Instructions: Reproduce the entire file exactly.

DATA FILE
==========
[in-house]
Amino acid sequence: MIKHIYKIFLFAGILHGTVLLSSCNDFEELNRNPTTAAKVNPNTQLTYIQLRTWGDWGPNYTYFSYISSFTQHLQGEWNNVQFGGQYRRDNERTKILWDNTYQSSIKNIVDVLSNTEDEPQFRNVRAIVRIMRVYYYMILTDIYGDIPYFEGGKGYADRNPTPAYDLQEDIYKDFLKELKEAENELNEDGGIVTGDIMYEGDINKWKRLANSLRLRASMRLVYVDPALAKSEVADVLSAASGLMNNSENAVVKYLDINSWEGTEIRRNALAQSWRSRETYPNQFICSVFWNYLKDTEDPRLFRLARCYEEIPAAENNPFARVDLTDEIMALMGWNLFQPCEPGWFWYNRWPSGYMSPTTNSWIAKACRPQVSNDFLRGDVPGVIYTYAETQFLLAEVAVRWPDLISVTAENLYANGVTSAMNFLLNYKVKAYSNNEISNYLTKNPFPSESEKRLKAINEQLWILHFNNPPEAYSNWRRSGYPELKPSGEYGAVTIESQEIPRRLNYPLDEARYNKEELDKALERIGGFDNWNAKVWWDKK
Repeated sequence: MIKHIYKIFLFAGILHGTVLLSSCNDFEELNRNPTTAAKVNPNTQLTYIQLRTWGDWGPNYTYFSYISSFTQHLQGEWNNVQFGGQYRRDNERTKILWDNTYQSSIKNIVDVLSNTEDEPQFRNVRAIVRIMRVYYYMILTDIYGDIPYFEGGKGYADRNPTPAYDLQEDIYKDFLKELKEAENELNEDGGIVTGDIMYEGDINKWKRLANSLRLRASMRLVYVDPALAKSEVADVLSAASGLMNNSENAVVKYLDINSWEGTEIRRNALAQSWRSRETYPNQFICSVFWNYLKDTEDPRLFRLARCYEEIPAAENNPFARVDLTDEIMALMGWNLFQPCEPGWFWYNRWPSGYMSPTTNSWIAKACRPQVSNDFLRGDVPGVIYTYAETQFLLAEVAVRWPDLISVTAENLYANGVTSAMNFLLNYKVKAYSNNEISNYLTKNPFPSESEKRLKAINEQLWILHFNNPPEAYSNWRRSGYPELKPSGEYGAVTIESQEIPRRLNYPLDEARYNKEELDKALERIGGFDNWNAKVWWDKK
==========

[in-house]
Amino acid sequence: MIKHIYKIFLFAGILHGTVLLSSCNDFEELNRNPTTAAKVNPNTQLTYIQLRTWGDWGPNYTYFSYISSFTQHLQGEWNNVQFGGQYRRDNERTKILWDNTYQSSIKNIVDVLSNTEDEPQFRNVRAIVRIMRVYYYMILTDIYGDIPYFEGGKGYADRNPTPAYDLQEDIYKDFLKELKEAENELNEDGGIVTGDIMYEGDINKWKRLANSLRLRASMRLVYVDPALAKSEVADVLSAASGLMNNSENAVVKYLDINSWEGTEIRRNALAQSWRSRETYPNQFICSVFWNYLKDTEDPRLFRLARCYEEIPAAENNPFARVDLTDEIMALMGWNLFQPCEPGWFWYNRWPSGYMSPTTNSWIAKACRPQVSNDFLRGDVPGVIYTYAETQFLLAEVAVRWPDLISVTAENLYANGVTSAMNFLLNYKVKAYSNNEISNYLTKNPFPSESEKRLKAINEQLWILHFNNPPEAYSNWRRSGYPELKPSGEYGAVTIESQEIPRRLNYPLDEARYNKEELDKALERIGGFDNWNAKVWWDKK
Repeated sequence: MIKHIYKIFLFAGILHGTVLLSSCNDFEELNRNPTTAAKVNPNTQLTYIQLRTWGDWGPNYTYFSYISSFTQHLQGEWNNVQFGGQYRRDNERTKILWDNTYQSSIKNIVDVLSNTEDEPQFRNVRAIVRIMRVYYYMILTDIYGDIPYFEGGKGYADRNPTPAYDLQEDIYKDFLKELKEAENELNEDGGIVTGDIMYEGDINKWKRLANSLRLRASMRLVYVDPALAKSEVADVLSAASGLMNNSENAVVKYLDINSWEGTEIRRNALAQSWRSRETYPNQFICSVFWNYLKDTEDPRLFRLARCYEEIPAAENNPFARVDLTDEIMALMGWNLFQPCEPGWFWYNRWPSGYMSPTTNSWIAKACRPQVSNDFLRGDVPGVIYTYAETQFLLAEVAVRWPDLISVTAENLYANGVTSAMNFLLNYKVKAYSNNEISNYLTKNPFPSESEKRLKAINEQLWILHFNNPPEAYSNWRRSGYPELKPSGEYGAVTIESQEIPRRLNYPLDEARYNKEELDKALERIGGFDNWNAKVWWDKK